Texas Instruments enjoyed meticulous treatment in Singapore, and other European and American companies came in droves after hearing about it. In the next ten years, Singapore became the most important center for exporting electronic products in the world.
At that time, Texas Instruments was still doing storage, and it handed over the storage business to Micron. Micron entered Singapore after acquiring the business in 1998.
By 2019, Micron had established its third NAND wafer plant in Singapore. Today, the world’s leading storage head enterprise Micron’s capacity in Singapore accounts for nearly 50%, including a large amount of NAND/NOR flash memory capacity.
Infineon can also be regarded as one of the first semiconductor companies to settle in Singapore, tracing back to Siemens in 1970. Infineon has a history of more than 50 years in Singapore. In 1970, Siemens established a semiconductor packaging and testing plant in Singapore. At that time, Infineon had not yet been established and was still a semiconductor department of Siemens.
Today, Singapore has become the location of Infineon’s Asia-Pacific headquarters, a key node in its global distribution channel, and the only microelectronics research and development center for Infineon in Southeast Asia (excluding Greater China and Japan). As of 2020, in the past decade, the company has invested about $700 million in Singapore, making it a leading base for smart factory solutions and a global test center for automotive microcontrollers.
In the 1980s, Hewlett-Packard and ST (STMicroelectronics) came to Singapore. By then, Singapore’s manufacturing industry had gone through about 20 years of development and gradually turned to capital- and technology-intensive industries.
As a competitor of Texas Instruments, Hewlett-Packard chose Singapore as the location of its first chip design center in Asia, making it the first semiconductor company to introduce chip design to Singapore. In 1987, it also established the first overseas chip production manufacturing plant in Singapore. This shows Hewlett-Packard’s obsession with Singapore.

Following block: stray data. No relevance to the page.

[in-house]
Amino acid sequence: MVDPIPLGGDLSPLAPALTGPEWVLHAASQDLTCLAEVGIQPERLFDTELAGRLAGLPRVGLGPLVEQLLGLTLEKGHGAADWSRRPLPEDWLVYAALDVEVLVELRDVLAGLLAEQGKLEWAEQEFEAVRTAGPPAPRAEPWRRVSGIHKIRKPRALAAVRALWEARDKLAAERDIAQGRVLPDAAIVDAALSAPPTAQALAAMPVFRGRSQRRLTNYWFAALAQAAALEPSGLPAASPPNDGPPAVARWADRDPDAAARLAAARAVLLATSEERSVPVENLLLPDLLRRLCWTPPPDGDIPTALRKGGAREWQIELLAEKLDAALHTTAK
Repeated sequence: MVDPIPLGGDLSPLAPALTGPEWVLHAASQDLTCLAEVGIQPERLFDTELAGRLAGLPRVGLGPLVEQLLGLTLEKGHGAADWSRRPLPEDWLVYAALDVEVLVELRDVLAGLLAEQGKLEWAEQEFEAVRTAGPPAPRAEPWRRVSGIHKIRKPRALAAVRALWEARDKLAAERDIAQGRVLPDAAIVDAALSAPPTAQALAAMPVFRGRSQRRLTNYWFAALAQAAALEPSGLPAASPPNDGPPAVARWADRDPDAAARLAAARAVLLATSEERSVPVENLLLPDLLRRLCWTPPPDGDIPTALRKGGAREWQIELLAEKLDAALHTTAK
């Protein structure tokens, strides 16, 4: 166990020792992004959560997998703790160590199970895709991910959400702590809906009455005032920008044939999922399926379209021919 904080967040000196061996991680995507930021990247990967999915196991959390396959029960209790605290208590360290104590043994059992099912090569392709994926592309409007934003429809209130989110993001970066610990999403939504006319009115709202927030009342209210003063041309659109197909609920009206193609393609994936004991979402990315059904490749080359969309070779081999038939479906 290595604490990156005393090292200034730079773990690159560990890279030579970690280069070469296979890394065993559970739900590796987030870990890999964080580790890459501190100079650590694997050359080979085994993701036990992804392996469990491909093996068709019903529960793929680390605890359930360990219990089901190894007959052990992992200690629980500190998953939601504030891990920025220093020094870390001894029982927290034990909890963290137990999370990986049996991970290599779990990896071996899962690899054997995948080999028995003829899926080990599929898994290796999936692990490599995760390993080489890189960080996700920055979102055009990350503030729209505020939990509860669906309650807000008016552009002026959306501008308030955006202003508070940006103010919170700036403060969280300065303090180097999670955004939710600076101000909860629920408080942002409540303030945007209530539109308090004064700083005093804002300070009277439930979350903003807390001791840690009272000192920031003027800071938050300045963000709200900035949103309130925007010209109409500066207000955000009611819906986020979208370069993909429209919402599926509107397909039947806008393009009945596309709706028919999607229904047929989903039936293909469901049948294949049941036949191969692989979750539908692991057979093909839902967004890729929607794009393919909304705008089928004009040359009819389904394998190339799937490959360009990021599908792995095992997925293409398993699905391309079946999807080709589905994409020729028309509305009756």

In 1985, SGS-Thompson (renamed STMicroelectronics in 1998), became the first semiconductor
The semiconductor industry accounts for 7% of Singapore’s Gross Domestic Product (GDP). As a manufacturing powerhouse, Singapore’s semiconductor output represents over 25% of its manufacturing industry, which accounts for at least 20% of its GDP. This has attracted a significant amount of foreign investment, driving Singapore’s value-added output and employment.
According to IC Insights, in 2021, Singapore accounted for nearly 5% of global wafer fab capacity and held a 20% market share in the global semiconductor equipment market. Currently, nine of the top ten wafer manufacturing equipment companies purchase from Singaporean suppliers.
A large number of semiconductors are manufactured in Singapore and ultimately exported worldwide. As the fourth-largest exporter of high-tech products and an important exporter of electronic products, electronic exports account for over 30% of Singapore’s total merchandise exports. In global trade, Singapore exhibits a surplus in electronic product trade and a deficit in trade with China.
It is worth mentioning that Singapore has the largest Chinese population outside of China and shares many cultural similarities with China. At the turn of the century, Singapore’s Chartered Semiconductor was a training and gathering place for Chinese chip talent to develop semiconductors in China. When various regions established semiconductor industry funds, many Singaporean semiconductor talents were attracted to participate.